A dwarf and an asthma healer

You come across some strange accounts when doing your family tree. Today I have been researching Master Mariner William Williams and his son Henry. Born in the early 1800’s William lived in Borth in Wales and most people in the village seem to be mariners.

Anyway, aside from the joys of living in stone houses with dirt floors and no toilets, the village apparently boasted some great characters such as Mr Edwards with the disadvantage of Zacheus (dwarfism),  a chap who claimed to be able to spit tobacco out of his ear and Mr Price who managed to ease his wife’s asthmatic wheeze and had a ‘quirky way of shaving’.

Fascinating – love my Welsh heritage 🙂


Lessons from a mountainside


Well, today of course I had to dedicate my blog post to all things Welsh – the place that will always be home. If you’ve never been then put it on your bucket list :-). If you’re looking for a spiritual getaway then climb up a beautiful mountain – it will at least get you nearer to Heaven – or make you fit. Either way – it’s a good thing to do. That is unless, of course, you have a heart attack or take a tumble and then you might get closer to your maker sooner than anticipated.

I climbed a local mountain once to raise money with my school – it was wet, cold and I was dressed in a rather fetching bin sack. Not my most pleasant memory I have to admit. In fact let’s make that two memories of feeling cold, wet and miserable. The second involved the first and last time I went to Guide Camp. Yet more drenching rain, fog, freezing cold lake swimming and endless peeling of potatoes in a wreck of a farm out house – on top of a mountain. It was horrific.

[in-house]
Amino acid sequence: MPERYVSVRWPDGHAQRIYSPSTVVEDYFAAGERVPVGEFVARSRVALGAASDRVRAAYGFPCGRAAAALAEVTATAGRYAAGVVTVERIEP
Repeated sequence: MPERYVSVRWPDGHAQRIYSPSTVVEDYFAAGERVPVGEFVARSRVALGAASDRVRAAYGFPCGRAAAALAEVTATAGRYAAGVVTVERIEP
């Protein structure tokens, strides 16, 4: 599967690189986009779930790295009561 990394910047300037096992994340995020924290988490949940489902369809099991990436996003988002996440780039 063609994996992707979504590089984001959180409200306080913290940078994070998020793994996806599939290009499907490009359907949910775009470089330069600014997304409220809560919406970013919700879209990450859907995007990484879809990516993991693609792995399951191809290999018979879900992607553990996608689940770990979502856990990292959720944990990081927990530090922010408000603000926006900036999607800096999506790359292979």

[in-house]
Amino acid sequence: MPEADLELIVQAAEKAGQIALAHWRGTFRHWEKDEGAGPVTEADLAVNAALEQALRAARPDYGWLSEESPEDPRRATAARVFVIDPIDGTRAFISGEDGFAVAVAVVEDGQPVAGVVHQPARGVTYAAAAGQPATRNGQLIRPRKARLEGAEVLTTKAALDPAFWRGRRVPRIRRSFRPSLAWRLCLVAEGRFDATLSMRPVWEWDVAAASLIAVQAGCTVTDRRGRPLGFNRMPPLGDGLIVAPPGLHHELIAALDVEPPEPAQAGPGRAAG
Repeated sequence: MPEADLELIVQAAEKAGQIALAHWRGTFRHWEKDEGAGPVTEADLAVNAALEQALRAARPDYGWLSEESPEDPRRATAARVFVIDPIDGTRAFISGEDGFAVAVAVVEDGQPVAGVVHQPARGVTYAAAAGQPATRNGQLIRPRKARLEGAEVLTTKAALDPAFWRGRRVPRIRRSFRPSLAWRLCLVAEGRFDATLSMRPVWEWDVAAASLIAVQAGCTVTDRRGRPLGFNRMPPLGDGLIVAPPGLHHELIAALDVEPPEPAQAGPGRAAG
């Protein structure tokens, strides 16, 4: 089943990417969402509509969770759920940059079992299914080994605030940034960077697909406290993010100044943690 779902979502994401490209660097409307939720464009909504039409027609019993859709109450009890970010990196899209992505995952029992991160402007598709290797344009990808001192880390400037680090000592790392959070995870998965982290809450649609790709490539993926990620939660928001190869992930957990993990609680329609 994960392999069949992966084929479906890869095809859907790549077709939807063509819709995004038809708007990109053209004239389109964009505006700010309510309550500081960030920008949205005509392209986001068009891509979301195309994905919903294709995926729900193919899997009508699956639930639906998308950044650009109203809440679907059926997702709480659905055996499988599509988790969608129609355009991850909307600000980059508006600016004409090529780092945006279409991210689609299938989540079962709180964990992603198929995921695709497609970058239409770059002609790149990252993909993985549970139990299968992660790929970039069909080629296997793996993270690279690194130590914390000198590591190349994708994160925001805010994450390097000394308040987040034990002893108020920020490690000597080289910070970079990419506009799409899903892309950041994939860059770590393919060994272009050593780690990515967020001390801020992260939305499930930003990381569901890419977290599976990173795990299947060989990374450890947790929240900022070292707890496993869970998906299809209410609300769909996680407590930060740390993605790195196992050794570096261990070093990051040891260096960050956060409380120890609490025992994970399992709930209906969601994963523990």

Oh and a third mountain disaster… PA took a wrong turn and end up driving into a quarry – whilst the sirens were going, indicating we were about to be blasted to smithereens. Needless to say we did a quick U-turn.

Thinking about it, considering my numerous mountain encounters, it can’t be bad that only 3 turned out like this.

When you’re on top of the world, the bigger picture opens up. Small thing fade into insignificance. The overall beauty smooths out the rough paths and offer a new perspective. Rain or shine – it doesn’t matter. Even the fog will clear at some point if we are patient.

Mountains could teach us a lot?